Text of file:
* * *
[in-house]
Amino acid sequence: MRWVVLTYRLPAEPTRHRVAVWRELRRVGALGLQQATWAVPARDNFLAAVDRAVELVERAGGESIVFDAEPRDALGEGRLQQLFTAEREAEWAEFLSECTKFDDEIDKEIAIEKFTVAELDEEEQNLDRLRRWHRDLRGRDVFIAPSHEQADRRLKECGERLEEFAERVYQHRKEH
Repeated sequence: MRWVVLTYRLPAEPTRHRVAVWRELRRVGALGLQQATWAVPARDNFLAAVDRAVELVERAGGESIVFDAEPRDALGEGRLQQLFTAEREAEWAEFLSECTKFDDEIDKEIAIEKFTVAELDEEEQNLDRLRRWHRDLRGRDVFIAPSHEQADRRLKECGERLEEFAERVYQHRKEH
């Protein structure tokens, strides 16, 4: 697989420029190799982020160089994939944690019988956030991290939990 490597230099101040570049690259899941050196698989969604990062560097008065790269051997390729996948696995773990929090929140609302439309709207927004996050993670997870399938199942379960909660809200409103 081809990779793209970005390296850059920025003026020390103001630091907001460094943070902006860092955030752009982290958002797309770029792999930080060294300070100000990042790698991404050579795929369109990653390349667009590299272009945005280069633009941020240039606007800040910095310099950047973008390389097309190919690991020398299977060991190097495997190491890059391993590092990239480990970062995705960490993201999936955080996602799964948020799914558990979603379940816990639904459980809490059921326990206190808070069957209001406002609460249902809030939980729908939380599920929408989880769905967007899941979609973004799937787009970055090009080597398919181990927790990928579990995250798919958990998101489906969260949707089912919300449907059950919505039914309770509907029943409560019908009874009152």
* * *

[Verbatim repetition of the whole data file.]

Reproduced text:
[in-house]
Amino acid sequence: MRWVVLTYRLPAEPTRHRVAVWRELRRVGALGLQQATWAVPARDNFLAAVDRAVELVERAGGESIVFDAEPRDALGEGRLQQLFTAEREAEWAEFLSECTKFDDEIDKEIAIEKFTVAELDEEEQNLDRLRRWHRDLRGRDVFIAPSHEQADRRLKECGERLEEFAERVYQHRKEH
Repeated sequence: MRWVVLTYRLPAEPTRHRVAVWRELRRVGALGLQQATWAVPARDNFLAAVDRAVELVERAGGESIVFDAEPRDALGEGRLQQLFTAEREAEWAEFLSECTKFDDEIDKEIAIEKFTVAELDEEEQNLDRLRRWHRDLRGRDVFIAPSHEQADRRLKECGERLEEFAERVYQHRKEH
């Protein structure tokens, strides 16, 4: 697989420029190799982020160089994939944690019988956030991290939990 490597230099101040570049690259899941050196698989969604990062560097008065790269051997390729996948696995773990929090929140609302439309709207927004996050993670997870399938199942379960909660809200409103 081809990779793209970005390296850059920025003026020390103001630091907001460094943070902006860092955030752009982290958002797309770029792999930080060294300070100000990042790698991404050579795929369109990653390349667009590299272009945005280069633009941020240039606007800040910095310099950047973008390389097309190919690991020398299977060991190097495997190491890059391993590092990239480990970062995705960490993201999936955080996602799964948020799914558990979603379940816990639904459980809490059921326990206190808070069957209001406002609460249902809030939980729908939380599920929408989880769905967007899941979609973004799937787009970055090009080597398919181990927790990928579990995250798919958990998101489906969260949707089912919300449907059950919505039914309770509907029943409560019908009874009152």